The Benefits of Being Coachable
It is in the player’s best interest to listen to the coach, respond with an acceptable phrase, and execute whatever has been coached...Our resident Wideout Coach Erick Hernandez explores coachability.
Coachable : capable of being easily taught and trained to do something better.
Being a coachable player is one of, if not the most, desirable qualities in an athlete. When a player is coachable they have a willingness to improve their performance both on and off the field and it is consistently demonstrated by their words and actions. Instead of talking about the amount of uncoachable kids or why they are uncoachable I want to share how an athlete can be a coachable player. A coachable player takes responsibility for his or her performance both on and off the field. Being coachable means paying attention to your coaches when they are talking, responding with acceptable responses such as, “Yes coach,” “No coach,” or “I am not sure what you mean coach, can you explain that?”. Those three simple responses will answer the vast majority of questions a coach may ask and are also perfect examples of how to respond to statements a coach may make. These responses show coachability and allow for the note to be implemented appropriately on the field.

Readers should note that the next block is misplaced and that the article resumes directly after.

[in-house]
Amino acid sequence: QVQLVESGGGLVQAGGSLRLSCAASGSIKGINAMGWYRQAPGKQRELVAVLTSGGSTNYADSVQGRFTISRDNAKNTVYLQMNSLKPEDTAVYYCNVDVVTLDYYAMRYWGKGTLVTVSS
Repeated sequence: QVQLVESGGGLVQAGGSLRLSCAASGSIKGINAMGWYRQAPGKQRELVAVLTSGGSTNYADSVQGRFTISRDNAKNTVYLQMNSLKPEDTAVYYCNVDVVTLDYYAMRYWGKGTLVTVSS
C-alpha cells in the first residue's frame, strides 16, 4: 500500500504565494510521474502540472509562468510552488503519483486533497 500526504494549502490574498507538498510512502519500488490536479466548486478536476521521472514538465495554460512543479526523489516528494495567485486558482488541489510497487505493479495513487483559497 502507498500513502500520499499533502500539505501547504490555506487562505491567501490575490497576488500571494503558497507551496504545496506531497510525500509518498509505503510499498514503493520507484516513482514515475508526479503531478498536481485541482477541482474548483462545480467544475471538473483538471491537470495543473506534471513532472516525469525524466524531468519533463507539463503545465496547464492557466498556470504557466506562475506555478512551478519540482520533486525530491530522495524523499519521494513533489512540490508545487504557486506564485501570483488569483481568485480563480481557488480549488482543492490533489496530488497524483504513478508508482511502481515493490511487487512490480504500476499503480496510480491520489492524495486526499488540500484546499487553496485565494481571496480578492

Kids need to be coachable before high school so that they are comfortable in an environment where there are such things as winners, losers, accountability, responsibility, and consequences. It is in the player’s best interest to listen to the coach, respond with an acceptable phrase, and execute whatever has been coached. Stay away from excuses. Excuses are used to defend poor play and poor play hurts the individual player and ultimately the team. It is no coincidence that the vast majority of athletes playing in college and the NFL are some of the most coachable athletes in the sport of football. For the most part, coaches have been through the grind as a player and have gained a clearer perspective through their own experiences.Successful teams are full of coachable players who have bought into the culture of the team and chosen to execute the coach’s game plan at an extremely high level.
From a recruiting perspective, coaches have a lot of say in the recruitment process and there are not very many ways for a player to get around that. A coach must put his or her name on the prospect and vouch for him as a candidate for the next level. Be an athlete that a coach is proud to put his name on and vouch for. Parents can help their athletes by advocating for coachability early on in their child’s adolescence and making sure that they are being coachable throughout their childhood. Ultimately, coachable kids are employable adults and being coachable will extend much further than the football field.